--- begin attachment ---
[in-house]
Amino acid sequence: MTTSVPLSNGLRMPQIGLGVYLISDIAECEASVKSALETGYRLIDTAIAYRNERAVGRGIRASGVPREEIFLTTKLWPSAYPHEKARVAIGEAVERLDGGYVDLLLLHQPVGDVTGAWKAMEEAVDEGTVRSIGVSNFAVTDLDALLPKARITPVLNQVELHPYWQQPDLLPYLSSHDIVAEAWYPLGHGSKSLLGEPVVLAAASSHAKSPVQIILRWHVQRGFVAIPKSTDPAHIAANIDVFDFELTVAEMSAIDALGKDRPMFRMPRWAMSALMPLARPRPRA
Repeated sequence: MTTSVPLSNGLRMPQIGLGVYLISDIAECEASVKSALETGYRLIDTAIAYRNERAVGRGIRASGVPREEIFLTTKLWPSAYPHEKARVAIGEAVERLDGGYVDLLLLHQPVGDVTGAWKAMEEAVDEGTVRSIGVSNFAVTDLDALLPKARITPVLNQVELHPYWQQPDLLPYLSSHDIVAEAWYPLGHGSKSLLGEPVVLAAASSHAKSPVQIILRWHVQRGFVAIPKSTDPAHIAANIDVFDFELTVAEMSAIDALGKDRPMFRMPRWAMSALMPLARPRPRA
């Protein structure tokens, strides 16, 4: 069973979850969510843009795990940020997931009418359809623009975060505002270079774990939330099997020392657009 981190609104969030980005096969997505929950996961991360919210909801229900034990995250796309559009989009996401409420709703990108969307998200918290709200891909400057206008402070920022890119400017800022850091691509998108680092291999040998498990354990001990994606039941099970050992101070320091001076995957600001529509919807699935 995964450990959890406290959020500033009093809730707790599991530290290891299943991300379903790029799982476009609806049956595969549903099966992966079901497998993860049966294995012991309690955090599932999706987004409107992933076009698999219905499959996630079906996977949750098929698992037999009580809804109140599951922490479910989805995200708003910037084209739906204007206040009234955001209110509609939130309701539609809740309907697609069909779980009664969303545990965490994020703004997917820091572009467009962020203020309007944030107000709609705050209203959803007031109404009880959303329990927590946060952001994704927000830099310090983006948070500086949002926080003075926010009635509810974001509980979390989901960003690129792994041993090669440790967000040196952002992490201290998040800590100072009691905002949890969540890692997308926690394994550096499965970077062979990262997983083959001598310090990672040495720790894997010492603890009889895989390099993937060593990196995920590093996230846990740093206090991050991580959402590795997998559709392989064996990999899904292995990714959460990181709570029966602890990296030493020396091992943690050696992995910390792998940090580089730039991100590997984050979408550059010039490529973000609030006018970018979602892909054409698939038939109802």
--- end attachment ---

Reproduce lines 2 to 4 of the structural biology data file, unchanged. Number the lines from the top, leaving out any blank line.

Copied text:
Amino acid sequence: MTTSVPLSNGLRMPQIGLGVYLISDIAECEASVKSALETGYRLIDTAIAYRNERAVGRGIRASGVPREEIFLTTKLWPSAYPHEKARVAIGEAVERLDGGYVDLLLLHQPVGDVTGAWKAMEEAVDEGTVRSIGVSNFAVTDLDALLPKARITPVLNQVELHPYWQQPDLLPYLSSHDIVAEAWYPLGHGSKSLLGEPVVLAAASSHAKSPVQIILRWHVQRGFVAIPKSTDPAHIAANIDVFDFELTVAEMSAIDALGKDRPMFRMPRWAMSALMPLARPRPRA
Repeated sequence: MTTSVPLSNGLRMPQIGLGVYLISDIAECEASVKSALETGYRLIDTAIAYRNERAVGRGIRASGVPREEIFLTTKLWPSAYPHEKARVAIGEAVERLDGGYVDLLLLHQPVGDVTGAWKAMEEAVDEGTVRSIGVSNFAVTDLDALLPKARITPVLNQVELHPYWQQPDLLPYLSSHDIVAEAWYPLGHGSKSLLGEPVVLAAASSHAKSPVQIILRWHVQRGFVAIPKSTDPAHIAANIDVFDFELTVAEMSAIDALGKDRPMFRMPRWAMSALMPLARPRPRA
């Protein structure tokens, strides 16, 4: 069973979850969510843009795990940020997931009418359809623009975060505002270079774990939330099997020392657009 981190609104969030980005096969997505929950996961991360919210909801229900034990995250796309559009989009996401409420709703990108969307998200918290709200891909400057206008402070920022890119400017800022850091691509998108680092291999040998498990354990001990994606039941099970050992101070320091001076995957600001529509919807699935 995964450990959890406290959020500033009093809730707790599991530290290891299943991300379903790029799982476009609806049956595969549903099966992966079901497998993860049966294995012991309690955090599932999706987004409107992933076009698999219905499959996630079906996977949750098929698992037999009580809804109140599951922490479910989805995200708003910037084209739906204007206040009234955001209110509609939130309701539609809740309907697609069909779980009664969303545990965490994020703004997917820091572009467009962020203020309007944030107000709609705050209203959803007031109404009880959303329990927590946060952001994704927000830099310090983006948070500086949002926080003075926010009635509810974001509980979390989901960003690129792994041993090669440790967000040196952002992490201290998040800590100072009691905002949890969540890692997308926690394994550096499965970077062979990262997983083959001598310090990672040495720790894997010492603890009889895989390099993937060593990196995920590093996230846990740093206090991050991580959402590795997998559709392989064996990999899904292995990714959460990181709570029966602890990296030493020396091992943690050696992995910390792998940090580089730039991100590997984050979408550059010039490529973000609030006018970018979602892909054409698939038939109802």